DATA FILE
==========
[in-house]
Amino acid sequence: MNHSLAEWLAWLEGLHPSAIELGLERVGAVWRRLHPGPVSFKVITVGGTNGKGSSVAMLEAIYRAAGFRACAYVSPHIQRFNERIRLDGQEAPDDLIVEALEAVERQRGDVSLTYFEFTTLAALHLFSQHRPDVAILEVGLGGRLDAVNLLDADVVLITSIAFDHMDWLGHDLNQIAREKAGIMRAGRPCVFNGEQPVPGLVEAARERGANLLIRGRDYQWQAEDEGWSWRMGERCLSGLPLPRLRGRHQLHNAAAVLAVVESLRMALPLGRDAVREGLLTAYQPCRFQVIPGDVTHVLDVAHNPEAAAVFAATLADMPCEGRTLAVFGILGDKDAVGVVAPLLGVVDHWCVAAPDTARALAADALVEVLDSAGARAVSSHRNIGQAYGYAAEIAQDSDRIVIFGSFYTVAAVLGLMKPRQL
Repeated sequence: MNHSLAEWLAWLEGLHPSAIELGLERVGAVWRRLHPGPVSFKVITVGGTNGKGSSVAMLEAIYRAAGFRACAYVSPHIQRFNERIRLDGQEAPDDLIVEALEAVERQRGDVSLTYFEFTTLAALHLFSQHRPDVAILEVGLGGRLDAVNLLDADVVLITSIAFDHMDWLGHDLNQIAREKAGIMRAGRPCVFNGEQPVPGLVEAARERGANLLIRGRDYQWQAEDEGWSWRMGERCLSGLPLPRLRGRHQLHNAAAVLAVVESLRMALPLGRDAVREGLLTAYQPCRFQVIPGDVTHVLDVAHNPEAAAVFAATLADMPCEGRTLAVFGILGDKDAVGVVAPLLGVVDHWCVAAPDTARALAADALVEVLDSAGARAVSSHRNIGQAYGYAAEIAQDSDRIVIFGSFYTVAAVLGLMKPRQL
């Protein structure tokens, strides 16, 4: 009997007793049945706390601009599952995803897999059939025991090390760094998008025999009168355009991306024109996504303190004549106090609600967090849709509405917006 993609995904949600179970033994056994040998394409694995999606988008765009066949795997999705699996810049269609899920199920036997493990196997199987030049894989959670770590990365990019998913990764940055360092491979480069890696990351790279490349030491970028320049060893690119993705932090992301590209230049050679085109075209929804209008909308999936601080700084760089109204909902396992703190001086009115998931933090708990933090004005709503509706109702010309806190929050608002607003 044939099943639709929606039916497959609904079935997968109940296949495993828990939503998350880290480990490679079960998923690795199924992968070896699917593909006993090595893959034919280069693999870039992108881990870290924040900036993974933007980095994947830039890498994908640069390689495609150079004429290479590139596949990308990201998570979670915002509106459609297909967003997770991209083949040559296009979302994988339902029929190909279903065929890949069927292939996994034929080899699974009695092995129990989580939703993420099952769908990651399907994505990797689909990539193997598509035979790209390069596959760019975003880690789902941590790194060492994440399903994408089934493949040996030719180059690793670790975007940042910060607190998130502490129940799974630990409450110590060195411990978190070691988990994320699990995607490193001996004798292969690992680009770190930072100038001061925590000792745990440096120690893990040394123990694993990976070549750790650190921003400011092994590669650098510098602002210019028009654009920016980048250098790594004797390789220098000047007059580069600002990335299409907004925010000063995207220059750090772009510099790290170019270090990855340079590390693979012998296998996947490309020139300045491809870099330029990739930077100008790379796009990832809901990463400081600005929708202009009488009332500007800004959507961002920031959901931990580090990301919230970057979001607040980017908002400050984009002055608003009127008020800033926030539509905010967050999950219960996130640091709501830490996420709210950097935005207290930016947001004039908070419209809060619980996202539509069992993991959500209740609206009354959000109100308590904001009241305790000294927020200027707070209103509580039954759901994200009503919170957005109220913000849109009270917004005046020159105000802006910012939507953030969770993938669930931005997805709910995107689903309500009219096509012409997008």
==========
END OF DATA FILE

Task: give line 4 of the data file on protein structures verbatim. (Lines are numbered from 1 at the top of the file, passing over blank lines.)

């Protein structure tokens, strides 16, 4: 009997007793049945706390601009599952995803897999059939025991090390760094998008025999009168355009991306024109996504303190004549106090609600967090849709509405917006 993609995904949600179970033994056994040998394409694995999606988008765009066949795997999705699996810049269609899920199920036997493990196997199987030049894989959670770590990365990019998913990764940055360092491979480069890696990351790279490349030491970028320049060893690119993705932090992301590209230049050679085109075209929804209008909308999936601080700084760089109204909902396992703190001086009115998931933090708990933090004005709503509706109702010309806190929050608002607003 044939099943639709929606039916497959609904079935997968109940296949495993828990939503998350880290480990490679079960998923690795199924992968070896699917593909006993090595893959034919280069693999870039992108881990870290924040900036993974933007980095994947830039890498994908640069390689495609150079004429290479590139596949990308990201998570979670915002509106459609297909967003997770991209083949040559296009979302994988339902029929190909279903065929890949069927292939996994034929080899699974009695092995129990989580939703993420099952769908990651399907994505990797689909990539193997598509035979790209390069596959760019975003880690789902941590790194060492994440399903994408089934493949040996030719180059690793670790975007940042910060607190998130502490129940799974630990409450110590060195411990978190070691988990994320699990995607490193001996004798292969690992680009770190930072100038001061925590000792745990440096120690893990040394123990694993990976070549750790650190921003400011092994590669650098510098602002210019028009654009920016980048250098790594004797390789220098000047007059580069600002990335299409907004925010000063995207220059750090772009510099790290170019270090990855340079590390693979012998296998996947490309020139300045491809870099330029990739930077100008790379796009990832809901990463400081600005929708202009009488009332500007800004959507961002920031959901931990580090990301919230970057979001607040980017908002400050984009002055608003009127008020800033926030539509905010967050999950219960996130640091709501830490996420709210950097935005207290930016947001004039908070419209809060619980996202539509069992993991959500209740609206009354959000109100308590904001009241305790000294927020200027707070209103509580039954759901994200009503919170957005109220913000849109009270917004005046020159105000802006910012939507953030969770993938669930931005997805709910995107689903309500009219096509012409997008």